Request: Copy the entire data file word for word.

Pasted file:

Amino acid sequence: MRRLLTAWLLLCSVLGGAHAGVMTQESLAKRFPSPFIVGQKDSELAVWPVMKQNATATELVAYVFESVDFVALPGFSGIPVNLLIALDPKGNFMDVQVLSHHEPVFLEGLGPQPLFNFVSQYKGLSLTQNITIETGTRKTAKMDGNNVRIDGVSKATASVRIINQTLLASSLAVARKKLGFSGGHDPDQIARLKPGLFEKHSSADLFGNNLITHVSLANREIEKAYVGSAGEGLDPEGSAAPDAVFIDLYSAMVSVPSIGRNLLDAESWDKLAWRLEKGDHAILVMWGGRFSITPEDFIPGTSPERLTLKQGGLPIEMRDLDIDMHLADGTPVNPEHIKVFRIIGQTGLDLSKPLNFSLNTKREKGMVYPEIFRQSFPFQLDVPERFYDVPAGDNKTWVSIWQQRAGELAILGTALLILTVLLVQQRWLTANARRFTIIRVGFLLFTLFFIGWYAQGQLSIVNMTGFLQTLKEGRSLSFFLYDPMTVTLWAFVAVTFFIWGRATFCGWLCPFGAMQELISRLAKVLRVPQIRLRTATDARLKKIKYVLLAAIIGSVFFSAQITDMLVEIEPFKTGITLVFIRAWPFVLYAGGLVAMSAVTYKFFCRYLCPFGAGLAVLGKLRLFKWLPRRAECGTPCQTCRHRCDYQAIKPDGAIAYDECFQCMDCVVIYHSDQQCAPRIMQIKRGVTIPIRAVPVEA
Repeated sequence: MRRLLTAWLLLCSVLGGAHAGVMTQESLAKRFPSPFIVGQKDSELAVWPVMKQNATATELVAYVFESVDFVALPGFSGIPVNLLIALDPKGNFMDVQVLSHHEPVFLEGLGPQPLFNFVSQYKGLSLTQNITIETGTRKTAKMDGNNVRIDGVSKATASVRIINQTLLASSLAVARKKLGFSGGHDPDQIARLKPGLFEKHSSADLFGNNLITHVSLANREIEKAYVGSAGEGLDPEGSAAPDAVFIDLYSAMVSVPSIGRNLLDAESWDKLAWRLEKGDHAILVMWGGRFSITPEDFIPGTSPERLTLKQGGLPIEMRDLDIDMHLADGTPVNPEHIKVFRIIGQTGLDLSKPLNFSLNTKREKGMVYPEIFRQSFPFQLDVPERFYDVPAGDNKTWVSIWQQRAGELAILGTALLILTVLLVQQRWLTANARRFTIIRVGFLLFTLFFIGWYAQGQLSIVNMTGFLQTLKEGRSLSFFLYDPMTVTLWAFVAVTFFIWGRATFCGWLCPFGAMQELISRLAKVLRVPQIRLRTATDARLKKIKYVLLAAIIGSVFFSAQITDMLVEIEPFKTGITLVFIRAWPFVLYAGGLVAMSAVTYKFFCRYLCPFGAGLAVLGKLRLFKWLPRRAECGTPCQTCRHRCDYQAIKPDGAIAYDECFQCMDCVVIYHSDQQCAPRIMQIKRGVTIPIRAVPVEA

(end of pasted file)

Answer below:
Amino acid sequence: MRRLLTAWLLLCSVLGGAHAGVMTQESLAKRFPSPFIVGQKDSELAVWPVMKQNATATELVAYVFESVDFVALPGFSGIPVNLLIALDPKGNFMDVQVLSHHEPVFLEGLGPQPLFNFVSQYKGLSLTQNITIETGTRKTAKMDGNNVRIDGVSKATASVRIINQTLLASSLAVARKKLGFSGGHDPDQIARLKPGLFEKHSSADLFGNNLITHVSLANREIEKAYVGSAGEGLDPEGSAAPDAVFIDLYSAMVSVPSIGRNLLDAESWDKLAWRLEKGDHAILVMWGGRFSITPEDFIPGTSPERLTLKQGGLPIEMRDLDIDMHLADGTPVNPEHIKVFRIIGQTGLDLSKPLNFSLNTKREKGMVYPEIFRQSFPFQLDVPERFYDVPAGDNKTWVSIWQQRAGELAILGTALLILTVLLVQQRWLTANARRFTIIRVGFLLFTLFFIGWYAQGQLSIVNMTGFLQTLKEGRSLSFFLYDPMTVTLWAFVAVTFFIWGRATFCGWLCPFGAMQELISRLAKVLRVPQIRLRTATDARLKKIKYVLLAAIIGSVFFSAQITDMLVEIEPFKTGITLVFIRAWPFVLYAGGLVAMSAVTYKFFCRYLCPFGAGLAVLGKLRLFKWLPRRAECGTPCQTCRHRCDYQAIKPDGAIAYDECFQCMDCVVIYHSDQQCAPRIMQIKRGVTIPIRAVPVEA
Repeated sequence: MRRLLTAWLLLCSVLGGAHAGVMTQESLAKRFPSPFIVGQKDSELAVWPVMKQNATATELVAYVFESVDFVALPGFSGIPVNLLIALDPKGNFMDVQVLSHHEPVFLEGLGPQPLFNFVSQYKGLSLTQNITIETGTRKTAKMDGNNVRIDGVSKATASVRIINQTLLASSLAVARKKLGFSGGHDPDQIARLKPGLFEKHSSADLFGNNLITHVSLANREIEKAYVGSAGEGLDPEGSAAPDAVFIDLYSAMVSVPSIGRNLLDAESWDKLAWRLEKGDHAILVMWGGRFSITPEDFIPGTSPERLTLKQGGLPIEMRDLDIDMHLADGTPVNPEHIKVFRIIGQTGLDLSKPLNFSLNTKREKGMVYPEIFRQSFPFQLDVPERFYDVPAGDNKTWVSIWQQRAGELAILGTALLILTVLLVQQRWLTANARRFTIIRVGFLLFTLFFIGWYAQGQLSIVNMTGFLQTLKEGRSLSFFLYDPMTVTLWAFVAVTFFIWGRATFCGWLCPFGAMQELISRLAKVLRVPQIRLRTATDARLKKIKYVLLAAIIGSVFFSAQITDMLVEIEPFKTGITLVFIRAWPFVLYAGGLVAMSAVTYKFFCRYLCPFGAGLAVLGKLRLFKWLPRRAECGTPCQTCRHRCDYQAIKPDGAIAYDECFQCMDCVVIYHSDQQCAPRIMQIKRGVTIPIRAVPVEA